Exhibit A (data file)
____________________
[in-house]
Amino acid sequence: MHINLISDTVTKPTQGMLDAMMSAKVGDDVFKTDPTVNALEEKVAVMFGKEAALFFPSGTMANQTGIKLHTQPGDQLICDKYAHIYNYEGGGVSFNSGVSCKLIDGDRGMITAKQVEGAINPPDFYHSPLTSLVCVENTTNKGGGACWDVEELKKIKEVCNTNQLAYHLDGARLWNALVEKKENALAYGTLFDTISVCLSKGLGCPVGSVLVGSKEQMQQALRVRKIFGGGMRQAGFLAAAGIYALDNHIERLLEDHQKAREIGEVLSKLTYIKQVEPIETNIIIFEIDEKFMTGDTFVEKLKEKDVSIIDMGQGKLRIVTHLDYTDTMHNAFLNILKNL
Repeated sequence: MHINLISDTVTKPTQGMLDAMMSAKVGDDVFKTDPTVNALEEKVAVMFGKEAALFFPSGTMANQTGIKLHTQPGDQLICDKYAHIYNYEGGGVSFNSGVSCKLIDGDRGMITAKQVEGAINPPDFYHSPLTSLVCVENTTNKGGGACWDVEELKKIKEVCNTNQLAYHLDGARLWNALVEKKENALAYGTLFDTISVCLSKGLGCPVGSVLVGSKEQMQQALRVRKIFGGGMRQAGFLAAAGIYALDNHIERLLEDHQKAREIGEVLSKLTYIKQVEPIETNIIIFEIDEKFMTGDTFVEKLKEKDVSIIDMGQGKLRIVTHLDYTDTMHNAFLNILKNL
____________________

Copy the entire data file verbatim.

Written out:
[in-house]
Amino acid sequence: MHINLISDTVTKPTQGMLDAMMSAKVGDDVFKTDPTVNALEEKVAVMFGKEAALFFPSGTMANQTGIKLHTQPGDQLICDKYAHIYNYEGGGVSFNSGVSCKLIDGDRGMITAKQVEGAINPPDFYHSPLTSLVCVENTTNKGGGACWDVEELKKIKEVCNTNQLAYHLDGARLWNALVEKKENALAYGTLFDTISVCLSKGLGCPVGSVLVGSKEQMQQALRVRKIFGGGMRQAGFLAAAGIYALDNHIERLLEDHQKAREIGEVLSKLTYIKQVEPIETNIIIFEIDEKFMTGDTFVEKLKEKDVSIIDMGQGKLRIVTHLDYTDTMHNAFLNILKNL
Repeated sequence: MHINLISDTVTKPTQGMLDAMMSAKVGDDVFKTDPTVNALEEKVAVMFGKEAALFFPSGTMANQTGIKLHTQPGDQLICDKYAHIYNYEGGGVSFNSGVSCKLIDGDRGMITAKQVEGAINPPDFYHSPLTSLVCVENTTNKGGGACWDVEELKKIKEVCNTNQLAYHLDGARLWNALVEKKENALAYGTLFDTISVCLSKGLGCPVGSVLVGSKEQMQQALRVRKIFGGGMRQAGFLAAAGIYALDNHIERLLEDHQKAREIGEVLSKLTYIKQVEPIETNIIIFEIDEKFMTGDTFVEKLKEKDVSIIDMGQGKLRIVTHLDYTDTMHNAFLNILKNL